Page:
The Japan News/Asia News Network
Chinese fans enjoy cosplay at an event showcasing Japanese anime in Beijing on Oct. 1, 2016. (The Yomiuri Shimbun/File)
The so-called two-dimensional market is booming in China. Also described as an “otaku geek market,” it covers all industries related to animation, manga and video games that exist in two-dimensions. One research institute estimates that about 270 million people, or nearly one-fifth of the Chinese population, are consumers in the two-dimensional market. Japanese anime and manga are driving this huge market, but why are they so popular in China?
Char comes to Beijing
On Oct. 1, when the People’s Republic of China celebrated the anniversary of its foundation, hundreds of Chinese youngsters gathered at a venue in Beijing, all shouting “Sieg Zeon!” in unison. The phrase is to honor the Principality of Zeon, an enemy nation in the Japanese anime series Mobile Suit Gundam. The phrase, so familiar to Japanese anime fans, is just as broadly understood in China.
The fans were attending an event organized to showcase Japanese anime and related goods.
Also in attendance was Shuichi Ikeda, the famous voice actor of the Gundam character Char Aznable, driving Chinese fans wild with Char’s catchphrase “May the glory of victory be yours!”
Yuan Zecheng, a college student who came to the venue wearing Char’s trademark white helmet and red military uniform, could not contain his excitement: “The real voice is so amazing!”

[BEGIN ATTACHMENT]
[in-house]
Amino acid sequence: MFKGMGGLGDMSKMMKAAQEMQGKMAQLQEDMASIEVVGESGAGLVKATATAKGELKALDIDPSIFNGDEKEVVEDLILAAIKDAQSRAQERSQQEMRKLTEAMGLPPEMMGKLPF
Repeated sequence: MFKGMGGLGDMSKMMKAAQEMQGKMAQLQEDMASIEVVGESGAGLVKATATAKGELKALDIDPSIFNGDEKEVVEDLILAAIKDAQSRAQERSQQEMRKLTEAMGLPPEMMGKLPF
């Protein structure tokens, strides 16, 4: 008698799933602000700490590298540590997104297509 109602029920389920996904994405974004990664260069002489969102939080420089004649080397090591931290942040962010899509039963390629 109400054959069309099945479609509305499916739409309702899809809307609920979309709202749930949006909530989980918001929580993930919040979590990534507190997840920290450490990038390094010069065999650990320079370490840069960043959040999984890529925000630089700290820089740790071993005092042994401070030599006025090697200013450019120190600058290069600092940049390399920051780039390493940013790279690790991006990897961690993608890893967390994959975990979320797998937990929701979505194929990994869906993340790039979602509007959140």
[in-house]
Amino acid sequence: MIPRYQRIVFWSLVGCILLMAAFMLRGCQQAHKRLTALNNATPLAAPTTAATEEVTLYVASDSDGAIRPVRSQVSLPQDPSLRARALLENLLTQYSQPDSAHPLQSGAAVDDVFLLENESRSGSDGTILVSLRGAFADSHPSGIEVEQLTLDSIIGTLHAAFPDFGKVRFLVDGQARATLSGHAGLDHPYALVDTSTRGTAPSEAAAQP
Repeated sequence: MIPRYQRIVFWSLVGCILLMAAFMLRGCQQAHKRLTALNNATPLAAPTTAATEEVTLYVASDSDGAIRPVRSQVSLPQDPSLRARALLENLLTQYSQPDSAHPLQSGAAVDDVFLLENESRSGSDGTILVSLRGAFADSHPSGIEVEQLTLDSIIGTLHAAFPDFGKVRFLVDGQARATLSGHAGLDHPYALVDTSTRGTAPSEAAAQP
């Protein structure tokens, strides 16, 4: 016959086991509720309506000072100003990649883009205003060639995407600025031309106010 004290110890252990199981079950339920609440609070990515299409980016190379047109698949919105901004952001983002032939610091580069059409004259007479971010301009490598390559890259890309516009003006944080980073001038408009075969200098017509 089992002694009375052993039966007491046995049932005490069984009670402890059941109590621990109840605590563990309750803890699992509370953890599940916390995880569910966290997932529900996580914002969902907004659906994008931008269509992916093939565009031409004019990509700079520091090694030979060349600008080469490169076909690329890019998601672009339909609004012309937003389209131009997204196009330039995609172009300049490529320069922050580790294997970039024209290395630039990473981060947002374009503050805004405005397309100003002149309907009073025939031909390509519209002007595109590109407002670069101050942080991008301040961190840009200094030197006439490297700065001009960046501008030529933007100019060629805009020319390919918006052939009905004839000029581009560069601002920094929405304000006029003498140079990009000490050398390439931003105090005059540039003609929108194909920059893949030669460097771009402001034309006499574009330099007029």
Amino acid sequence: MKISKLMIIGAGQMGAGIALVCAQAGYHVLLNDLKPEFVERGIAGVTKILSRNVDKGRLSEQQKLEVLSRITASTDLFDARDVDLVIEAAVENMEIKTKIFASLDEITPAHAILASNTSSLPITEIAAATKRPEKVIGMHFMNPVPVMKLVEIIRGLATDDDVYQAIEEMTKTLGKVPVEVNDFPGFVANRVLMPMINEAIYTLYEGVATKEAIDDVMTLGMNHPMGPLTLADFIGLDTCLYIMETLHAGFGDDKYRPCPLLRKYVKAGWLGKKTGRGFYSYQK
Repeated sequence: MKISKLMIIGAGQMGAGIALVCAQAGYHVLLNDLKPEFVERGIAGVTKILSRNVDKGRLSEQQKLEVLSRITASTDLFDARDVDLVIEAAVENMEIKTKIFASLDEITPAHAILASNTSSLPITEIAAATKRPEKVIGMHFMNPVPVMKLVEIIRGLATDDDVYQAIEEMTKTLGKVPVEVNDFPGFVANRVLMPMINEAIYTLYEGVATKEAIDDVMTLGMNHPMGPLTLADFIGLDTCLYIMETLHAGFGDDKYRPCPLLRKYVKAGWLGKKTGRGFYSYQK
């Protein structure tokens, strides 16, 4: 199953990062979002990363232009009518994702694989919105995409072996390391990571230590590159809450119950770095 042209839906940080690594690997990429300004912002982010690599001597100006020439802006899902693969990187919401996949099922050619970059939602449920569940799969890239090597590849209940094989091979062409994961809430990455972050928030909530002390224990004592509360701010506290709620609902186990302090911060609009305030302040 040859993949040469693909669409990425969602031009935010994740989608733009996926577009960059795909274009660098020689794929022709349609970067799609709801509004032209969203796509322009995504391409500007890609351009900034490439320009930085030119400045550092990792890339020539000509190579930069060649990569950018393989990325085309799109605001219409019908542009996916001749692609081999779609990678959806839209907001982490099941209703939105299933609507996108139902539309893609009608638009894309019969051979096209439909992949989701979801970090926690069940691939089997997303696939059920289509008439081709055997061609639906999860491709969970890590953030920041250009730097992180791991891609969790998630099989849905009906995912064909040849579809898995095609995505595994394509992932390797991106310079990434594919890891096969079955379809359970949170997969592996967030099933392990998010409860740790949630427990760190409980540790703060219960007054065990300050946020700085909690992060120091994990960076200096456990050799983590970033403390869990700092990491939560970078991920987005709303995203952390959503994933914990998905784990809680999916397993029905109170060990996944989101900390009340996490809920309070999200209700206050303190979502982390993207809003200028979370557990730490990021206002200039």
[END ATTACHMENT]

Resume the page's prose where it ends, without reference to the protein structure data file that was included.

The venue was packed with men and women cosplaying various anime characters.
“We decided to hold this event because the Chinese organizers were passionate about showing genuine Japanese contents here,” said Retsu Tamura, director of Sotsu Co., an anime production company that held the event.
“The level of enthusiasm is just as high in China as in Japan. We want to expand our business opportunities here,” he added, indicating the company’s aggressive stance regarding business in China.
Outgrowing Japan market
The research institute iResearch Consulting Group, which mainly studies China’s online market, estimates that the number of consumers in the two-dimensional market in 2016 increased by 20 percent compared to the previous year to reach 270 million people. According to iResearch, there is a core group of about 70 million fans who check out anime or manga at least once a week.
CI Consulting has also put forward an astonishing number, claiming that the two-dimensional market will grow to 600 billion yuan (about ¥9 trillion) in 2020. The Association of Japanese Animations, a Japanese animation industry body, estimates that the domestic anime industry market was worth ¥1.83 trillion in 2015. The Chinese market is becoming vastly larger than Japan’s.
(Read also: Japanese cafes based on anime and manga)
Politics takes back seat
Tamura also voiced some anxiety about political risks, saying, “We weren’t entirely sure the whole thing wouldn’t suddenly grind to a halt should the political climate change.”
Japan-China relations did cool significantly after the anti-Japanese demonstrations of 2012, but did not seem to have much effect on the two-dimensional market.